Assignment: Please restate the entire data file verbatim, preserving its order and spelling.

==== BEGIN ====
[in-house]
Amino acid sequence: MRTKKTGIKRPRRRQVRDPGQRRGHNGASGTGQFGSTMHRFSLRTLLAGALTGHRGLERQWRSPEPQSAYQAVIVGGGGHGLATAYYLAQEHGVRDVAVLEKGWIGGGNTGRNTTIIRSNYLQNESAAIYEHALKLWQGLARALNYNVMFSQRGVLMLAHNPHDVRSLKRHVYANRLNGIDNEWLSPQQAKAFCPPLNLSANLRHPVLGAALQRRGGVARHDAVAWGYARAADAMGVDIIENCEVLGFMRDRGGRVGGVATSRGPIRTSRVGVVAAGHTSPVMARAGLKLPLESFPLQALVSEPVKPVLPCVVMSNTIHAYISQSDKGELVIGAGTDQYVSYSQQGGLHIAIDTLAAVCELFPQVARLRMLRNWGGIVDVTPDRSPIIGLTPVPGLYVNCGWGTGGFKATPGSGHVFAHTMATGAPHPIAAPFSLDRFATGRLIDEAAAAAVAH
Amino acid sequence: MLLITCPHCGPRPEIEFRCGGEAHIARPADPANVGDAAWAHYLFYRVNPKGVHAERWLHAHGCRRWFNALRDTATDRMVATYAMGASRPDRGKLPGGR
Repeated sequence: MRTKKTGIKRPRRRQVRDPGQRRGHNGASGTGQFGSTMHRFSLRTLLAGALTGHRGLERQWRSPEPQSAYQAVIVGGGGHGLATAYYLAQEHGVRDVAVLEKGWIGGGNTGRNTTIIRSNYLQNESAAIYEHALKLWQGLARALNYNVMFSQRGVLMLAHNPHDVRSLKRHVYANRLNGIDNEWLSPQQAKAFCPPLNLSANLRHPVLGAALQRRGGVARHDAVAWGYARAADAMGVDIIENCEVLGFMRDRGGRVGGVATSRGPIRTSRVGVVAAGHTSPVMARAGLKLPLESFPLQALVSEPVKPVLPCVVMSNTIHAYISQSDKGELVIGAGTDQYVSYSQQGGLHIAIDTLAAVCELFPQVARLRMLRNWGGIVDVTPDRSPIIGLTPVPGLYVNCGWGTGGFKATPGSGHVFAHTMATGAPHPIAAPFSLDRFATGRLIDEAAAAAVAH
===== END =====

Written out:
[in-house]
Amino acid sequence: MRTKKTGIKRPRRRQVRDPGQRRGHNGASGTGQFGSTMHRFSLRTLLAGALTGHRGLERQWRSPEPQSAYQAVIVGGGGHGLATAYYLAQEHGVRDVAVLEKGWIGGGNTGRNTTIIRSNYLQNESAAIYEHALKLWQGLARALNYNVMFSQRGVLMLAHNPHDVRSLKRHVYANRLNGIDNEWLSPQQAKAFCPPLNLSANLRHPVLGAALQRRGGVARHDAVAWGYARAADAMGVDIIENCEVLGFMRDRGGRVGGVATSRGPIRTSRVGVVAAGHTSPVMARAGLKLPLESFPLQALVSEPVKPVLPCVVMSNTIHAYISQSDKGELVIGAGTDQYVSYSQQGGLHIAIDTLAAVCELFPQVARLRMLRNWGGIVDVTPDRSPIIGLTPVPGLYVNCGWGTGGFKATPGSGHVFAHTMATGAPHPIAAPFSLDRFATGRLIDEAAAAAVAH
Amino acid sequence: MLLITCPHCGPRPEIEFRCGGEAHIARPADPANVGDAAWAHYLFYRVNPKGVHAERWLHAHGCRRWFNALRDTATDRMVATYAMGASRPDRGKLPGGR
Repeated sequence: MRTKKTGIKRPRRRQVRDPGQRRGHNGASGTGQFGSTMHRFSLRTLLAGALTGHRGLERQWRSPEPQSAYQAVIVGGGGHGLATAYYLAQEHGVRDVAVLEKGWIGGGNTGRNTTIIRSNYLQNESAAIYEHALKLWQGLARALNYNVMFSQRGVLMLAHNPHDVRSLKRHVYANRLNGIDNEWLSPQQAKAFCPPLNLSANLRHPVLGAALQRRGGVARHDAVAWGYARAADAMGVDIIENCEVLGFMRDRGGRVGGVATSRGPIRTSRVGVVAAGHTSPVMARAGLKLPLESFPLQALVSEPVKPVLPCVVMSNTIHAYISQSDKGELVIGAGTDQYVSYSQQGGLHIAIDTLAAVCELFPQVARLRMLRNWGGIVDVTPDRSPIIGLTPVPGLYVNCGWGTGGFKATPGSGHVFAHTMATGAPHPIAAPFSLDRFATGRLIDEAAAAAVAH